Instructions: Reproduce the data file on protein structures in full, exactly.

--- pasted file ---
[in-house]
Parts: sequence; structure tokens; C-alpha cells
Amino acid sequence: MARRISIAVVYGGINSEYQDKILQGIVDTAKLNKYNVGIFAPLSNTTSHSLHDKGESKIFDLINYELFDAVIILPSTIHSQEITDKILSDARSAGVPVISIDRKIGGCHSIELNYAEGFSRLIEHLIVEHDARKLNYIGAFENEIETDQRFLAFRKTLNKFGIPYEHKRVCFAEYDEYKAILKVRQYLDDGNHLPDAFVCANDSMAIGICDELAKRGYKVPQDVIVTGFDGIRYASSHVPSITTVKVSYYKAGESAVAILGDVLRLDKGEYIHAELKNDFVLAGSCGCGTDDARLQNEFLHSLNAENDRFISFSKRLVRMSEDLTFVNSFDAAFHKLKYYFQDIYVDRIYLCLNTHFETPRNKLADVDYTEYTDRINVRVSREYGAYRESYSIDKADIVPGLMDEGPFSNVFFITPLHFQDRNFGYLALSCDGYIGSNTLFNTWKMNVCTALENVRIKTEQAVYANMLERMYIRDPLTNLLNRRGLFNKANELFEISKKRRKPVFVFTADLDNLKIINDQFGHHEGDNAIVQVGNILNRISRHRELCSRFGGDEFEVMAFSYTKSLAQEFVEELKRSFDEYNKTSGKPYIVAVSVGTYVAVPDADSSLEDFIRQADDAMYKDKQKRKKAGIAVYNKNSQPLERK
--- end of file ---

[in-house]
Parts: sequence; structure tokens; C-alpha cells
Amino acid sequence: MARRISIAVVYGGINSEYQDKILQGIVDTAKLNKYNVGIFAPLSNTTSHSLHDKGESKIFDLINYELFDAVIILPSTIHSQEITDKILSDARSAGVPVISIDRKIGGCHSIELNYAEGFSRLIEHLIVEHDARKLNYIGAFENEIETDQRFLAFRKTLNKFGIPYEHKRVCFAEYDEYKAILKVRQYLDDGNHLPDAFVCANDSMAIGICDELAKRGYKVPQDVIVTGFDGIRYASSHVPSITTVKVSYYKAGESAVAILGDVLRLDKGEYIHAELKNDFVLAGSCGCGTDDARLQNEFLHSLNAENDRFISFSKRLVRMSEDLTFVNSFDAAFHKLKYYFQDIYVDRIYLCLNTHFETPRNKLADVDYTEYTDRINVRVSREYGAYRESYSIDKADIVPGLMDEGPFSNVFFITPLHFQDRNFGYLALSCDGYIGSNTLFNTWKMNVCTALENVRIKTEQAVYANMLERMYIRDPLTNLLNRRGLFNKANELFEISKKRRKPVFVFTADLDNLKIINDQFGHHEGDNAIVQVGNILNRISRHRELCSRFGGDEFEVMAFSYTKSLAQEFVEELKRSFDEYNKTSGKPYIVAVSVGTYVAVPDADSSLEDFIRQADDAMYKDKQKRKKAGIAVYNKNSQPLERK